It should be clear that iPhone apps are much more tool-like than utensil-like. And because most apps aren't very flexible or reconfigurable, they aren't in them selves appliances. The entire iPhone, as a devise, is often called an appliance. In this sense, it is of the class of appliances that is more akin to a food processor - the user can switch blades, for different tasks - so maybe in this sense, the blades are like apps and the iPhone truly is an appliance.
And that suggests an even more apropos metaphorical comparison… the people I know and their food processor. Almost nobody I know uses theirs. It sits there in the cabinet while they laboriously chop their vegetables by hand. Taking the thing out, collecting all of the parts, setting it up, finding the correct blade, installing that blade, plugging it in, preparing ingredients for processing, cleaning it afterwards, drying it, putting it all away…forgetaboutit!
The iPhone has a distinct advantage over the food processor - it has a primary use - as a phone - which keeps it within reach and always at hand. In the sense that an iPhone is a telephone, it is a tool - a tool that can transform itself into a multi-use appliance!
My argument isn't whether or not it is a good appliance, or whether the tools that can be attached (apps) are useful or well integrated, my argument goes to the difference between a well appointed kitchen, and a well staffed kitchen. Do you like food, or do you like cooking. My assumption is that there are far more eaters than their are cooks. Sure, everyone likes a great kitchen. Through the normal attrition that is gradual consumption, your kitchen slowly ends up containing more and more tools, but most people would, had they had access to more money, gladly trade in the whole kitchen in exchange for well prepared meals in a nice restaurant or brought to you in front of your TV.
If I had to dig a ditch, a good shovel is better than a bad one, but what the hell am I doing digging at ditch? Just how great would a shovel have to be before digging a ditch becomes something I choose to do?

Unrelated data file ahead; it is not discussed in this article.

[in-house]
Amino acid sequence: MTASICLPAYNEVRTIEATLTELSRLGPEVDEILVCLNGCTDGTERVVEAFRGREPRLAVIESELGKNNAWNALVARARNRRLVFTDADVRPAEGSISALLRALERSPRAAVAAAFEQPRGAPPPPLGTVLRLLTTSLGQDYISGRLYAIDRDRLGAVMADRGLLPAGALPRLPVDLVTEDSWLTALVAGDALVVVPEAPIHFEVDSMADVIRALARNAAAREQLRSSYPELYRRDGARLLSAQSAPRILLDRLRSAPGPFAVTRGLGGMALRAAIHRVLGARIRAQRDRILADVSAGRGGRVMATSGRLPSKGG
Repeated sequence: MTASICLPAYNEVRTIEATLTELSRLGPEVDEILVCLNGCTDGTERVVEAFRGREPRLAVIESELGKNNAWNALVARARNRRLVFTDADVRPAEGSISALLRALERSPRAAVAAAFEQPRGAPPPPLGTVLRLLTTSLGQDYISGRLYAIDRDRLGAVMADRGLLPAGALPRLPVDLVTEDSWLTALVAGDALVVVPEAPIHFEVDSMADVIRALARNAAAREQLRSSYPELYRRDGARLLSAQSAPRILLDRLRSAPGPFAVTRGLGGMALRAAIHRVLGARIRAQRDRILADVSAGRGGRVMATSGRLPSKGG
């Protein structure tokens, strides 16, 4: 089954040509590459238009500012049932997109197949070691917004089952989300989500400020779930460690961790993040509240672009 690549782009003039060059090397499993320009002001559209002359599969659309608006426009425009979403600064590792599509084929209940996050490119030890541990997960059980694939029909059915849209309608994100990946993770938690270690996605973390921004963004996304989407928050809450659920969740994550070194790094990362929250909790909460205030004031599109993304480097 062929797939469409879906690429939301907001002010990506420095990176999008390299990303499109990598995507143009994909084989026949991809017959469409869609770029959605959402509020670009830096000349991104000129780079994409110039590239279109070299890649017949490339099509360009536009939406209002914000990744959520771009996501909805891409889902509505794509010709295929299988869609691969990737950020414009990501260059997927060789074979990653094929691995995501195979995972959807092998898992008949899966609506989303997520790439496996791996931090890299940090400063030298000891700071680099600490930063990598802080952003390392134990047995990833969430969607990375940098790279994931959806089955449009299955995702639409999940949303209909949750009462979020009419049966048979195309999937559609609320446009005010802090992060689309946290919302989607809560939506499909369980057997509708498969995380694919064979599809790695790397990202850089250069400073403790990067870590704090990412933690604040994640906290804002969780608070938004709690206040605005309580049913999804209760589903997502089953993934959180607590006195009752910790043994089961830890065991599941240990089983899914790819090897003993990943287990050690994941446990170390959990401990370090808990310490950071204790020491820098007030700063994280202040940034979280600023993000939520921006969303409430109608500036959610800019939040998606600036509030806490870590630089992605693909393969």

I remember when personal computers became available. I watched grown men, highly successful, executive level professionals, choose to type their own letters simply because the technology was so cool and new. The same guys who wouldn't be caught dead typing their own letters on an IBM Selectric typewriter were firing their secretaries, and hand typing their letters in a far more complicated word processor on an IBM PC, just because they could change the font and the the color, size and style of the text. I am a big fan of fairness and equality, and shutter to think of the opportunity squandered during the age of woman as secretaries, but I can hardly conceive of the size of the gap between a word processor and a human secretary.
I shouldn't pick on the iPhone, in the sense that it is an information appliance, it isn't any different than any other computer. Just stores applications for later execution. What I am picking on is fact that a computer of any form factor, is just too stupid to act a anything other than filing cabinet. If you want a machine or appliance that will help you figure out what app to launch, well, there is no app for that, and there probably shouldn't be. The iPhone has taken the store-access-launch metaphor to the slippery silky extreme you would expect of Apple. This may in fact and ironically be exactly why it is becoming so clear where computers need to go next and how far they are from the fundamental technologies that will be necessary to go there.
[ more to come… ]
|This content is not yet available over encrypted connections.|